“Pastor Marty* Takes Friday Break”

February 8, 2019)

nineteen-sixties rock

on the am radio

brit invasion theme

*(Pastor Marty, an ordained minister of The Gospel, now ensconced “in an anonymous grain elevator in northwest Ohio, spins 60s top-forty radio tunes on his Drive After Five once-a-week break from his usual passion of politics, social and pop commentary, with an occasion sermon thrown in, on Mims’ radio 840 AM WPGS. Marty is more than a gas. He’s (one of) God’s Gas. And he loves rock. That makes him special. Marty Braemer is worth the lookup on FB or You-Tube. You’ll figure it out. Or just tune in to WPGS or the many platforms he mostly is allowed to inhabit, though he does get sent to “Time Out” occasionally.)

“No-Tell Rake-Hell” Tanka 2260*

(February 8, 2019)

didn’t even rake

hell so well but I did spy

a no-brake twelve speed

hiding behind the big hedge

wait for a thief or owner

*(I had just broken the wooden handle on the Ace Hardware leaf-rake, but I did want to gauge the amount of ranking I would have to do with the bow rake, a pain, but I did want to add all those fallen oak leaves to the compost. I saw the bike a-crumpled into the hedge fronting the school across the street. I picked the bike – a nice newish 12-speed – and checked the front (some) and rear brake action (none at all). Pretty much convinced me the bike was stashed and most likely would be left as useless for a thief. An owner – especially with a parent – would come to the front door and ask. I had the bike camouflaged and not indoors. The best place to hide anything is right out in public pretending it’s a giraffe in a school play. If no one comes to ask it well might make some kid happy next Christmas after I readjust the cables to the brakes.)

“Standing Waist Deep” Tanka 2263

(February 10, 2019)

standing waist deep near death

a squad of newbies don’t see

why must they get wet

smell betlenut spit nearby

right on paddy dike’s edge*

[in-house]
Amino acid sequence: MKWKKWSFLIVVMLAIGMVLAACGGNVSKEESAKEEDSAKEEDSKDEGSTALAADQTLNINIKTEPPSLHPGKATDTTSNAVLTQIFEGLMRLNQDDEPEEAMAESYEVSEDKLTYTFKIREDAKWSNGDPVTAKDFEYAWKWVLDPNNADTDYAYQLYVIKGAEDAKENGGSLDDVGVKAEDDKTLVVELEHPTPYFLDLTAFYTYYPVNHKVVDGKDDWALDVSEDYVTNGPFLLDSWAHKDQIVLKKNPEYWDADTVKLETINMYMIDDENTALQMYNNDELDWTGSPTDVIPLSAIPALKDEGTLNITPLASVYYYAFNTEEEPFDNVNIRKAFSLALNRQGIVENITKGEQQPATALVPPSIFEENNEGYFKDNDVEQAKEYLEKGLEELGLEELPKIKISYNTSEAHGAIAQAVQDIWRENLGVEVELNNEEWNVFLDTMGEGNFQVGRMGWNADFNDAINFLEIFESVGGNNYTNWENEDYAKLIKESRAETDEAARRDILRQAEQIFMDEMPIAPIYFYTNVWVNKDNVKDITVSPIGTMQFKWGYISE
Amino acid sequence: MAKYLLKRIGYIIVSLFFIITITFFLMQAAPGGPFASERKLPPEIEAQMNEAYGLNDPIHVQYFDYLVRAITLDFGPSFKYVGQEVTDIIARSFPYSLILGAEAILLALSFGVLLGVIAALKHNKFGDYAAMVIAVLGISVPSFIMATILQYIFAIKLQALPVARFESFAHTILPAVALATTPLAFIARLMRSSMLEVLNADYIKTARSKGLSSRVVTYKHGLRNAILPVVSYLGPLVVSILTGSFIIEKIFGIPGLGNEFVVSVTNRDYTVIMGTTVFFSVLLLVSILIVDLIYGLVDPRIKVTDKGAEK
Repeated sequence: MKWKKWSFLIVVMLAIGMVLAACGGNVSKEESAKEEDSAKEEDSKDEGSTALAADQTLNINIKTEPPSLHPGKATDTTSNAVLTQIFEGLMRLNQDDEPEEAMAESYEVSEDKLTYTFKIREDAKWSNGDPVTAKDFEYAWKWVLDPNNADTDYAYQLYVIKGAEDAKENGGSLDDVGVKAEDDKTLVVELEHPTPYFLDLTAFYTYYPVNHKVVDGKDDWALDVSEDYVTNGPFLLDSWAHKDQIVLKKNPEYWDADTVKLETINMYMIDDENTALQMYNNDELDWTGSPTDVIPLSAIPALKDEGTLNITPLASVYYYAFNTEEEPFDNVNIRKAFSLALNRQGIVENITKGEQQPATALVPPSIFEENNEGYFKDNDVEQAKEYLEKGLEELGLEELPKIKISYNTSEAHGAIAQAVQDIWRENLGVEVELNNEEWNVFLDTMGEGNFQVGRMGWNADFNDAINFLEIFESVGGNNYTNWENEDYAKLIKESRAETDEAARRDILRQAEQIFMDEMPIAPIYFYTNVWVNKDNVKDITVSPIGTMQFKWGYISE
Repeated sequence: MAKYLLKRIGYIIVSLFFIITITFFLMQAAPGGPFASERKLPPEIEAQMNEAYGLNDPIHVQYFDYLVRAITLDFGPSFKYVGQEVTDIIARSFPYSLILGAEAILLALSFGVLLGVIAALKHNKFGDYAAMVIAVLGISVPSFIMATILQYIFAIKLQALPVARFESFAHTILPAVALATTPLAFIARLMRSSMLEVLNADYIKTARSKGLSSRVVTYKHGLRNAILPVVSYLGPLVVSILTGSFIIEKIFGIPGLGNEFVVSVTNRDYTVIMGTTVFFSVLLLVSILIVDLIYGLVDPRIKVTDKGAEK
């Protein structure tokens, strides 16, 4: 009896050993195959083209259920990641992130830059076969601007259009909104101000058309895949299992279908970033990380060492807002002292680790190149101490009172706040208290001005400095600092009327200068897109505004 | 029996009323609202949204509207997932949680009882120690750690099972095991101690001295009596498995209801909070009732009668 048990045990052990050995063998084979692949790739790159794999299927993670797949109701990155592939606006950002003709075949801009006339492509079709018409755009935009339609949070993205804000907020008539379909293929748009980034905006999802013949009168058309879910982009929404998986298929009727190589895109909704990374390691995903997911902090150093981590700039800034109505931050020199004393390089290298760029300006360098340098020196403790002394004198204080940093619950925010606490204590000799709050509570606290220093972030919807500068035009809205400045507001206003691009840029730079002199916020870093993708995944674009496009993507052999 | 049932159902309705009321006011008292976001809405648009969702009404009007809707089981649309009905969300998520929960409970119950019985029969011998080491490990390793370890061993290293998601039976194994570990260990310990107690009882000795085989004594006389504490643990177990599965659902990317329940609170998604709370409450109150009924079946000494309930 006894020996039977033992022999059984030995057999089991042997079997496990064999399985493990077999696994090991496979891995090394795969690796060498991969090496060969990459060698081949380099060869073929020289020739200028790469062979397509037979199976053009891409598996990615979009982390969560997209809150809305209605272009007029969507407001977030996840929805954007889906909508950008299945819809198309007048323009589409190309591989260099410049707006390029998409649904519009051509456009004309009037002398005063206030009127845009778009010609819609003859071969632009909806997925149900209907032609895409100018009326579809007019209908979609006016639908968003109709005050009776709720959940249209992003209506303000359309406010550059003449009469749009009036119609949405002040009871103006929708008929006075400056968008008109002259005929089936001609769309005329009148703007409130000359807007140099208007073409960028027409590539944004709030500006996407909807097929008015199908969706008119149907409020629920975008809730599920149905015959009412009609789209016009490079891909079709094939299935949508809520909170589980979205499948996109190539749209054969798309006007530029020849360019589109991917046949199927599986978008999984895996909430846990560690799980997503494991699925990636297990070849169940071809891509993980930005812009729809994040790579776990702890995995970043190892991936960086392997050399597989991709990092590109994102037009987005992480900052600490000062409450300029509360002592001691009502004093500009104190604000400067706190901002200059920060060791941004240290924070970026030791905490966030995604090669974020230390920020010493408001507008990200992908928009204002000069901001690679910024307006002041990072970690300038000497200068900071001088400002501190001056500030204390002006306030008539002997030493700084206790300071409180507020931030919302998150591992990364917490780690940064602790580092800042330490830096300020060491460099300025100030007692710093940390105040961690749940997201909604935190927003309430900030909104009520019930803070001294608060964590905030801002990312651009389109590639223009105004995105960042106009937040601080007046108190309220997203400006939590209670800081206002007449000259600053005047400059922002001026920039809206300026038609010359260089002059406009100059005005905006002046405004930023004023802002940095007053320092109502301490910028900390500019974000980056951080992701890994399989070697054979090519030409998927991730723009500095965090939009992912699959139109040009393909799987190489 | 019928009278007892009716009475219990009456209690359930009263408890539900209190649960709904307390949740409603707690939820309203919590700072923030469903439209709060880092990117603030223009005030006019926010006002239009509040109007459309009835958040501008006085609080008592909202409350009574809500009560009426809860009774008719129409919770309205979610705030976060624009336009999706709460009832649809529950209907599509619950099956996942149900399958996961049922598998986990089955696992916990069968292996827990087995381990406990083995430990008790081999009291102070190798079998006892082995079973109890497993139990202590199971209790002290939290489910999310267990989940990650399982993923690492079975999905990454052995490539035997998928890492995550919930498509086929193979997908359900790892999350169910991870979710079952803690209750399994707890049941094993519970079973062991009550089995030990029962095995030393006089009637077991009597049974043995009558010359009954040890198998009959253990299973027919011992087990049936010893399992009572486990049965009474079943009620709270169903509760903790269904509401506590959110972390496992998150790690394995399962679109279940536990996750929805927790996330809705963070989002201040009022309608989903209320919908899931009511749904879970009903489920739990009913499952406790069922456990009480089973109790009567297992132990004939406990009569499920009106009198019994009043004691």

*(Right after Typhoon Kate in late 1970, the Combined Unit Pacification Program reinforced squad of U. S. Marines from the First Marine Regiment, atop a hill overlooking Elephant Valley, right beside another long-feared Antenna Valley, I am the senior man in a short squad – eight or so – walking a combat patrol. Mostly new guys – FNGs or Newbies in the decidedly uncomplimentary vernacular. All wear new combat boots and their web gear (the rest of their 782 war gear, too) all looks new. But that is not the telltale. Could be reissue. The point team leads out atop the rice paddy dike, avoiding the deep and still waters of a feeder canal to replenish or drain the life-giving rice fields the Marines are sworn to help protect and defend from Viet Cong and North Vietnamese Army regulars higher up in the mountains overlooking the rain-flooded and wind-damaged valleys below. I raise a fist and the rest of the squad behind me halts and the leading edge last-guy up on the paddy dike halts, too when he hears no movement behind him. Eventually, the point man looks back at me, questioning. I motion him over: I had seen the lieutenant in charge of the CUPP platoon who had been arguing with his two Navy hospital corpsmen assigned to his command as medical personnel about which of the two would be evacuated with high fever later that day when a resupply/reinforcement helicopter might make its appearance. I figured the Butter Bar (second Lieutenant) told his troops I was an old hand he knew and despite being a writer/photographer, he wanted them all to know that I was a corporal – never wore rank in the bush – and what I said went despite not being one of theirs. My boots were rubbed raw white, my cammy (camouflage) utility blouse was rimed with sweat. I had two bandoliers of M-16 magazines crossed-my-bra (hah!) with a quick-release trick from an overlarge safety pin which made it easier to shuck off my shoulders in a hurry. And another bandolier of mags ’round my waist under the flak jacket. My Randall bowie knife rode its special perch handle-down and point up, my Ka-Bar combat knife was on a low-slung loose belt. Didn’t carry a bayonet. None available and why bother. I got the rounds and never did fire on full automatic yet. A magazine in my flak jacket front pocket and both side pockets of my jacket bulged with fragmentation and smoke grenades. I had one canteen slung on eyehooks on the flak jacket, just beside the emergency bandage/first aid set-up kits. In short I had what they did not. Perks of being a combat correspondent with access to steal from damn near anyone’s armory and supply setup. I carry beer and U.S. Army dehydrated LRRPS (longrations) in my pack and another 400 rounds of rifle ammo in two bandoliers at the very bottom of my pack, ready to be ripped out with a knife-fade slash at a moment’s notice. The nominal squad leader, a Lance Corporal set up on a knee on the paddy dike – I had already waded into the canal and four of his men were in the ditch with me. “Didn’t anyone tell you, especially after a few days of not being near, like during or just after a typhoon, it’s not good practice to walk the dry places when on a first patrol?” The Lance Coolie looked deep into my face, his rapid eyes scanning and reading. “Thanks. We’ll get down and do Tail-End Charlie. I’ll come up and walk your point, Okay?” Fine, I said and we all got wet and miserable and weary together. Not a single sighting. My kind of patrol. Both “Sea Tiger” (The USMC in-country weekly newsrag) and Stars & Stripes Pacific printed photos of one of those men – eyes and being intent on his assigned “arc” on this walk in the water. “I entitled the photo in my caption: “Sometimes The Hunted.” I stayed away from that squad and that platoon the rest of my two months remaining “in the bush” before I was scheduled for a 30-day tour-extension vacation to South Africa come February. That plan changed abruptly January 9-10 and I got a free trip on a C-141 AirForce Star-Lifter to Japan and then to America. Different batch of people I did not know and for the first time ever in Vietnam in the bush I shitcanned my personal discipline and slept a a rainy high-monsoon night in a bunker instead of wrapped half-mummy style in a poncho-and-liner affair out in the open. Who’s the dumbass now?)